Tuesday, October 23, 2012

Papasidero

                          We parked at the start of the village on SP3, walked up to the top of the village near  
                                                    Via San Costantino and came back around on Via Castello
The small town of Papasidero (about 1,000 people live there) is just up the road from our village--but we have to admit--has a richer history dating to prehistoric times. It's named after the head of a monastery, Father Isidore.
We met people from this village very early in our Italian adventure. Our contractor was from Papasidero and taught us how to pronounce it correctly--not PapasidDERo but PapaSIDero (PapaSEEDarrow). 

The Fiume Lao (River Lao) is an important feature whose name comes from the Greek city we just learned about in Italian language class. We had previously visited the prehistoric Grotto del Romito nearby but had never before taken the time to walk around the village to get a feel for it. A visit from some  friends from the UK gave us the impetus to go and walk around. We saw some pretty impressive sights for such a small village nestled in the Parco del Pollino (Pollino National Park). We refer to the aerial map above to orient you to our walk and the map below to orient you to the 9 km drive from Santa Domenica Talao.







We can be the most uninformed type of tourists sometimes. We took in the sights and learned about what we saw as we went because we did absolutely no research before  we embarked. I guess the town's proximity made us casual about what might be there.
We knew it to be a small town in our national park and the home to rafting companies and our building contractor. Sad to say, even the existence of the archeological site Grotto del Romito didn't clue us in to the age of the village itself.







Probably the main reason for our lack of research was the modest way this village presents itself from the main road (SP3). The first thing we noticed was that there were a lot of hidden little piazzas and well-turned out restorations here.










Old villa on the hillside--a fairly normal sight in Italia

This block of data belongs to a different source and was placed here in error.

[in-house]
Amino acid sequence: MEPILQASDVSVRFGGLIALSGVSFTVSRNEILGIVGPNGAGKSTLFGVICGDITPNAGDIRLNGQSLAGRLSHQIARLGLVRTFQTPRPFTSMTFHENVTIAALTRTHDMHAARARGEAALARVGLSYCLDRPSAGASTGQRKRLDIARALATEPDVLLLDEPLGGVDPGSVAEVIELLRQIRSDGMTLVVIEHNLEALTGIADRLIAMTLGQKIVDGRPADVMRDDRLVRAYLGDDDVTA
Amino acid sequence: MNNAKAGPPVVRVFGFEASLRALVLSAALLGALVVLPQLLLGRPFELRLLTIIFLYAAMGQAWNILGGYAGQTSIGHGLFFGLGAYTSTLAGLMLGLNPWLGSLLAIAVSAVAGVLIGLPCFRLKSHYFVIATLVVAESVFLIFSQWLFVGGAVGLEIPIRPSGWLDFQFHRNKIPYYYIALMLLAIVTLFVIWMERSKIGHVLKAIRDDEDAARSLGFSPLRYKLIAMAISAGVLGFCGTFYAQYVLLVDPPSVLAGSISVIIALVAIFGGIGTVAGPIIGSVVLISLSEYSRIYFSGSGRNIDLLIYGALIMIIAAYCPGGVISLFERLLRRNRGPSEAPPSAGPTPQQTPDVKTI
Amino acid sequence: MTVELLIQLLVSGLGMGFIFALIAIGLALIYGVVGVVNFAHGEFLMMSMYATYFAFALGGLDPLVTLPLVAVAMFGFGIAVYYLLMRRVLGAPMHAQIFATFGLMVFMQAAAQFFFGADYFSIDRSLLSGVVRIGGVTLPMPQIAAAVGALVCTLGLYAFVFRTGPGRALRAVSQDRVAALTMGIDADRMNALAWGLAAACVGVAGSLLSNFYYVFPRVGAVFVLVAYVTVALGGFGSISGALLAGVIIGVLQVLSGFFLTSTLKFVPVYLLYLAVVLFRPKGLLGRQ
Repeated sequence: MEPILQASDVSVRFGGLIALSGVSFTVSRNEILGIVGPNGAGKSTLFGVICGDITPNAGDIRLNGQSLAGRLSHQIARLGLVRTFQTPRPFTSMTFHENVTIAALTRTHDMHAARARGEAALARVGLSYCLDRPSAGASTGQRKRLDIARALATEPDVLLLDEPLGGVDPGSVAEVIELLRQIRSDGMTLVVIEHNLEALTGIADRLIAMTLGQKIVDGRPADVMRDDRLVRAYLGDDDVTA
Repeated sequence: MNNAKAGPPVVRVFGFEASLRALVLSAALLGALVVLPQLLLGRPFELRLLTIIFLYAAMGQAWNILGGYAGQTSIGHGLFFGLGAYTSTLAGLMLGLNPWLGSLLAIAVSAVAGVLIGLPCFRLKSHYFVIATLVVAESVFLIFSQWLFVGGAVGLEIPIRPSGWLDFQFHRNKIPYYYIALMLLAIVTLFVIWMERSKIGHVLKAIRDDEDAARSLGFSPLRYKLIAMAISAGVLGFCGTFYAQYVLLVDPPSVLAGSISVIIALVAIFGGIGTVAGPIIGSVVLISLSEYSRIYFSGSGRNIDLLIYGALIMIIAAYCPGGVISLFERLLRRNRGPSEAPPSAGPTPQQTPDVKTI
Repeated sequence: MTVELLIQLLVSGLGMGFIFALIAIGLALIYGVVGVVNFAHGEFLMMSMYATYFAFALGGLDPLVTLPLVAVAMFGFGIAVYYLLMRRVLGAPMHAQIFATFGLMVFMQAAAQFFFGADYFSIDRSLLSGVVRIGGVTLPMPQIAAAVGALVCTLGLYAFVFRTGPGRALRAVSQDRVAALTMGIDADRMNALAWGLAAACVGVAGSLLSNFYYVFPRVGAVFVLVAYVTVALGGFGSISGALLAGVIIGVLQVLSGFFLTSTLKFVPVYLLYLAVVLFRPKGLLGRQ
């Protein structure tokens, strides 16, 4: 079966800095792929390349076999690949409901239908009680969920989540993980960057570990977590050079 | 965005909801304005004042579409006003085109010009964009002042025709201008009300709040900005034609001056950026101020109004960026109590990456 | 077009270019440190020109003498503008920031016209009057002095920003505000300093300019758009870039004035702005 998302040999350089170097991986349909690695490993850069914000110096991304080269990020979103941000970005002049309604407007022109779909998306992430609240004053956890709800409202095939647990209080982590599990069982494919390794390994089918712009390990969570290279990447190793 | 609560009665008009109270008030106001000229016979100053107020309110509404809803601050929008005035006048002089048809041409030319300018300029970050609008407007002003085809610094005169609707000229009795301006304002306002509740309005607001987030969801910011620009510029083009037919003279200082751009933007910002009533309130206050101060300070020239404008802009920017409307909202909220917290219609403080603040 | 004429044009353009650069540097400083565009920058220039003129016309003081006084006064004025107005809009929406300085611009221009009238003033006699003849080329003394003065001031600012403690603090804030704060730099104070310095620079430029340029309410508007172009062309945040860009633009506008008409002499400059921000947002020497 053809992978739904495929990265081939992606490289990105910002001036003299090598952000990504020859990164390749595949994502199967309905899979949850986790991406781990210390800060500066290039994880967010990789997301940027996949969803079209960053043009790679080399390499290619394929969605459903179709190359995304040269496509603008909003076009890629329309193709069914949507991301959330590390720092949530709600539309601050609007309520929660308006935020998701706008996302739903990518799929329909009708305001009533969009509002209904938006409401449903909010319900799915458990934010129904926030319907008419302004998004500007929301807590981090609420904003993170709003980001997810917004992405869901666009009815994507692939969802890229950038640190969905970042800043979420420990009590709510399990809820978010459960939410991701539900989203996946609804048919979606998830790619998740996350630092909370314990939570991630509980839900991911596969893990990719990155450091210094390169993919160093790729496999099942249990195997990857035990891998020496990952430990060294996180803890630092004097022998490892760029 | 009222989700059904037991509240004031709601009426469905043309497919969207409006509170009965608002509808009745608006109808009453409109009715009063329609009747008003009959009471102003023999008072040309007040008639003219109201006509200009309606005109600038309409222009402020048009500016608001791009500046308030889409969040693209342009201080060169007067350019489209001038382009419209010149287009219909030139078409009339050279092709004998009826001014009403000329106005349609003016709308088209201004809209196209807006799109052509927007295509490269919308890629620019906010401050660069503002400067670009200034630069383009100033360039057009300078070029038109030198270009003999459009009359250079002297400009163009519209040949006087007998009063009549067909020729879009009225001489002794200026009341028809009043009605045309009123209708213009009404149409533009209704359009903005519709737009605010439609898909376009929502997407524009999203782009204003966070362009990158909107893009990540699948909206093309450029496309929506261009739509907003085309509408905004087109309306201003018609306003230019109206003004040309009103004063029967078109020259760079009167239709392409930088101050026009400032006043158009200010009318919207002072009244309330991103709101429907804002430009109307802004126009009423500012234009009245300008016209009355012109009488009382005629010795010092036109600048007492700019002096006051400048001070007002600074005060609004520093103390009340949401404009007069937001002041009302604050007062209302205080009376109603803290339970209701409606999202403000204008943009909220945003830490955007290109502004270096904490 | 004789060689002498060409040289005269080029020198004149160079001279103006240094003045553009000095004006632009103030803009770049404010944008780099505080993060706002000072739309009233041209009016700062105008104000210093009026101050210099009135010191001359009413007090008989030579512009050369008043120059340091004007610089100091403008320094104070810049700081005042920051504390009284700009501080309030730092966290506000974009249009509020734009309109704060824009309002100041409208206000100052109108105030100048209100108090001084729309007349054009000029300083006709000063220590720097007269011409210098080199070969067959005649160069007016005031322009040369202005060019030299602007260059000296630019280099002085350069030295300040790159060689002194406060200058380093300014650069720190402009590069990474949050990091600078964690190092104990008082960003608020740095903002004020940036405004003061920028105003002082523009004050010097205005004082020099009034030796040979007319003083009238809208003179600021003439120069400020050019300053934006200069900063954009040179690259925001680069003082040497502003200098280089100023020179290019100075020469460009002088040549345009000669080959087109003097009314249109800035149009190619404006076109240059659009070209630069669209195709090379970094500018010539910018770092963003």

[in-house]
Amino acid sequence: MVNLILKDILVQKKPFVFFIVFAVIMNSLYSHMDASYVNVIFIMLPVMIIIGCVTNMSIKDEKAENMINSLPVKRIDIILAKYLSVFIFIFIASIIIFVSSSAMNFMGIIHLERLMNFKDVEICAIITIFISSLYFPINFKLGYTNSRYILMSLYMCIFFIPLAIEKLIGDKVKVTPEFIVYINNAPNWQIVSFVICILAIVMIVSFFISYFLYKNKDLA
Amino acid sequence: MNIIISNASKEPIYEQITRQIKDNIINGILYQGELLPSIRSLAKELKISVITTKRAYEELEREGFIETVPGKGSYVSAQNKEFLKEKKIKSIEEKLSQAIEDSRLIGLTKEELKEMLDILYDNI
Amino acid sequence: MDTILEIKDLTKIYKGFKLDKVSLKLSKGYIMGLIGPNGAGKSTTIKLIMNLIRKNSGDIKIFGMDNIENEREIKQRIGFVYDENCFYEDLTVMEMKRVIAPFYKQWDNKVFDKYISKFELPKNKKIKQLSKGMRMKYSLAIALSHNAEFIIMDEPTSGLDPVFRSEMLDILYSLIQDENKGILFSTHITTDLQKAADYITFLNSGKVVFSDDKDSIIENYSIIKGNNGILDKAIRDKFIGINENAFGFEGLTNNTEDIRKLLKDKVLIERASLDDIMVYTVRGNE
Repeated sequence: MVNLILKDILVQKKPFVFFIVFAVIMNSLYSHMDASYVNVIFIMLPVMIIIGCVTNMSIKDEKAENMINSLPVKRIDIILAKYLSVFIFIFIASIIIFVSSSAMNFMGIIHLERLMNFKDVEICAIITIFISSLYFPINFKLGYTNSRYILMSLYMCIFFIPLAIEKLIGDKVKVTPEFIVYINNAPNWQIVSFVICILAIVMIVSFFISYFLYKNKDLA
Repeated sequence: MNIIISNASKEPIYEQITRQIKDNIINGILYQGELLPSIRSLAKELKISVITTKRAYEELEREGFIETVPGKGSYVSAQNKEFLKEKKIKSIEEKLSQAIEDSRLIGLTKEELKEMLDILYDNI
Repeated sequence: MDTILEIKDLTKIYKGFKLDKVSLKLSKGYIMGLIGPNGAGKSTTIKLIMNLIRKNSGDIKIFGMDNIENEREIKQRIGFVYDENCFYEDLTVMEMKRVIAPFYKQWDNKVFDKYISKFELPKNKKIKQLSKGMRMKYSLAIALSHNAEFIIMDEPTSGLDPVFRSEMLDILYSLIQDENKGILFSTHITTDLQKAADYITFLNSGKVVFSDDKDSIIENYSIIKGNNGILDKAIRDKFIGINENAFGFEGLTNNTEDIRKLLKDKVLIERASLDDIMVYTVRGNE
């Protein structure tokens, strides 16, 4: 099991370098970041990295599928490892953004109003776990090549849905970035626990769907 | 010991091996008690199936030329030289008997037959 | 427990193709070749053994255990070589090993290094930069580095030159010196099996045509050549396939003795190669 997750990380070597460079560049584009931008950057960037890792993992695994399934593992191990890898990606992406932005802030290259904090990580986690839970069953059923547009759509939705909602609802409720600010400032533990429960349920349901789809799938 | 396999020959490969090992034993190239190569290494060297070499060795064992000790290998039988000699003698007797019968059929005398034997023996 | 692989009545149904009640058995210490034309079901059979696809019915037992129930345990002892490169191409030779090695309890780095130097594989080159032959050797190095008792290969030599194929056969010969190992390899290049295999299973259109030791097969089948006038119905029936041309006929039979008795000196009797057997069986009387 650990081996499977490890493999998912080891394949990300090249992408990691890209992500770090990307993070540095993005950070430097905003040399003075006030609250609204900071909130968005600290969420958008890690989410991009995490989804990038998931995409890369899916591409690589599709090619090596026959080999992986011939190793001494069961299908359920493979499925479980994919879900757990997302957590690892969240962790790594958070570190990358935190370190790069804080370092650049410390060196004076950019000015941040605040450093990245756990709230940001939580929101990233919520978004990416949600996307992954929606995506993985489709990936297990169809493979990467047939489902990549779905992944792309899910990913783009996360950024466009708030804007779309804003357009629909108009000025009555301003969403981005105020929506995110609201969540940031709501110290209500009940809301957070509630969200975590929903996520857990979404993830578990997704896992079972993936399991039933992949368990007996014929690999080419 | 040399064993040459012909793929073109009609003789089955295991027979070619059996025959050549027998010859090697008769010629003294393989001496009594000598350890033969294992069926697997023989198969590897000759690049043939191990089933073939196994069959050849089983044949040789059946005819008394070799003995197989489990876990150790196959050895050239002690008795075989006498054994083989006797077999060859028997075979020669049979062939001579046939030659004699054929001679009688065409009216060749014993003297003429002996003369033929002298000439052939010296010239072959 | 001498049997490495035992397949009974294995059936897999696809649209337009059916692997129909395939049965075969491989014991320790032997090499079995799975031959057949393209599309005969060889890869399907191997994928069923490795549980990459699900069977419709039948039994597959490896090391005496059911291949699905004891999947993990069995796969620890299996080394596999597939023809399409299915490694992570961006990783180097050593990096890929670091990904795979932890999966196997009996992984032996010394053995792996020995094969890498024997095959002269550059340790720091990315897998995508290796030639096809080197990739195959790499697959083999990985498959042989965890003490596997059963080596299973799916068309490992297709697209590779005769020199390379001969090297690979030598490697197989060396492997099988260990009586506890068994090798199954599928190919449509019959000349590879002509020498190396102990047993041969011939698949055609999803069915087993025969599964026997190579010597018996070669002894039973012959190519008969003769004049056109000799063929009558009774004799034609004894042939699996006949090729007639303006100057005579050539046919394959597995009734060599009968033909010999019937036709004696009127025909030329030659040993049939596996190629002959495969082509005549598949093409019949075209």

Soon we began to see other, more unusual sights--some that will warrant another trip:

The Sanctuary of Constantiople--you can see this in the top aerial photo--upper left across the River

The Church at the top of the village--what a great roof it has--the church was closed--on Sunday?

The abandoned village of Avena--11th Century--on the aerial photo, you can see the ruin
 on the hill next to Via Castello--near the big parking lot on the aerial photo 

Monday, October 8, 2012

Matera--Città di Sassi

The canyon, the developed cave homes, and modern housing above it all
Matera, on the eastern edge of the beautiful Region of Basilicata, is known as the city of caves. The natural caves have been used since prehistoric times by people for habitation. Some were natural caves that were modified and others were carved out of the tufo once the people learned to use tools to work the softer stone. 



It was a two-night trip in perfectly clear fall weather. We used the GPS app on the iPad for the first time and it worked very well. Doug might give up paper maps someday. It is impressive how they have mapped the world and even include the details of local streets of a small Italian city. Di finally was able to be a good navigator since the GPS could tell her where we were instantly--her navigation Achilles heal. Driving in Basilicata is always a pleasure with its smooth roads, light traffic, and expansive landscapes.